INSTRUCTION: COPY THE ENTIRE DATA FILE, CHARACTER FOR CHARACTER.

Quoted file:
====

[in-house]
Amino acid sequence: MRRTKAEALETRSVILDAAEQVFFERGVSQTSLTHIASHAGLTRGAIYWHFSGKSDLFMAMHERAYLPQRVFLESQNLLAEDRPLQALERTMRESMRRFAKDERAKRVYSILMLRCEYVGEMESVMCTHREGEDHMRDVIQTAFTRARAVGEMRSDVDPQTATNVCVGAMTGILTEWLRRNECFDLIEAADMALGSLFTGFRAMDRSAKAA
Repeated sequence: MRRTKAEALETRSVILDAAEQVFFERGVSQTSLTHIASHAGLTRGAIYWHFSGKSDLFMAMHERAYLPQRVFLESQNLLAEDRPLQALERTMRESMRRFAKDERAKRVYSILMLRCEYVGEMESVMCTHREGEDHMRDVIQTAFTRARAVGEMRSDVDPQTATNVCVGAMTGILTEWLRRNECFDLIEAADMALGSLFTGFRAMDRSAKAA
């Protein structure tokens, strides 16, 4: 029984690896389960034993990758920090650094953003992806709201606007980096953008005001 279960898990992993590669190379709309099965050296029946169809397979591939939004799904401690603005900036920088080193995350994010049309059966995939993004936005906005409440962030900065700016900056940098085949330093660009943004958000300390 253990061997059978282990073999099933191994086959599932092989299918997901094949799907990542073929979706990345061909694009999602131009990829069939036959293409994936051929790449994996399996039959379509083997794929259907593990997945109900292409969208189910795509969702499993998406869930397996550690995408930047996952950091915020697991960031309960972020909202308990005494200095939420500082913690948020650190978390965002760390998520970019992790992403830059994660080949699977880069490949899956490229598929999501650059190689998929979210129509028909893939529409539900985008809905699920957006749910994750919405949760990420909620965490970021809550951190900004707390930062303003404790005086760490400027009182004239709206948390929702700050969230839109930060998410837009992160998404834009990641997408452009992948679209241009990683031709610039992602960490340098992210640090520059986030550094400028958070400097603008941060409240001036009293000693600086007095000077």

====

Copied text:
[in-house]
Amino acid sequence: MRRTKAEALETRSVILDAAEQVFFERGVSQTSLTHIASHAGLTRGAIYWHFSGKSDLFMAMHERAYLPQRVFLESQNLLAEDRPLQALERTMRESMRRFAKDERAKRVYSILMLRCEYVGEMESVMCTHREGEDHMRDVIQTAFTRARAVGEMRSDVDPQTATNVCVGAMTGILTEWLRRNECFDLIEAADMALGSLFTGFRAMDRSAKAA
Repeated sequence: MRRTKAEALETRSVILDAAEQVFFERGVSQTSLTHIASHAGLTRGAIYWHFSGKSDLFMAMHERAYLPQRVFLESQNLLAEDRPLQALERTMRESMRRFAKDERAKRVYSILMLRCEYVGEMESVMCTHREGEDHMRDVIQTAFTRARAVGEMRSDVDPQTATNVCVGAMTGILTEWLRRNECFDLIEAADMALGSLFTGFRAMDRSAKAA
């Protein structure tokens, strides 16, 4: 029984690896389960034993990758920090650094953003992806709201606007980096953008005001 279960898990992993590669190379709309099965050296029946169809397979591939939004799904401690603005900036920088080193995350994010049309059966995939993004936005906005409440962030900065700016900056940098085949330093660009943004958000300390 253990061997059978282990073999099933191994086959599932092989299918997901094949799907990542073929979706990345061909694009999602131009990829069939036959293409994936051929790449994996399996039959379509083997794929259907593990997945109900292409969208189910795509969702499993998406869930397996550690995408930047996952950091915020697991960031309960972020909202308990005494200095939420500082913690948020650190978390965002760390998520970019992790992403830059994660080949699977880069490949899956490229598929999501650059190689998929979210129509028909893939529409539900985008809905699920957006749910994750919405949760990420909620965490970021809550951190900004707390930062303003404790005086760490400027009182004239709206948390929702700050969230839109930060998410837009992160998404834009990641997408452009992948679209241009990683031709610039992602960490340098992210640090520059986030550094400028958070400097603008941060409240001036009293000693600086007095000077």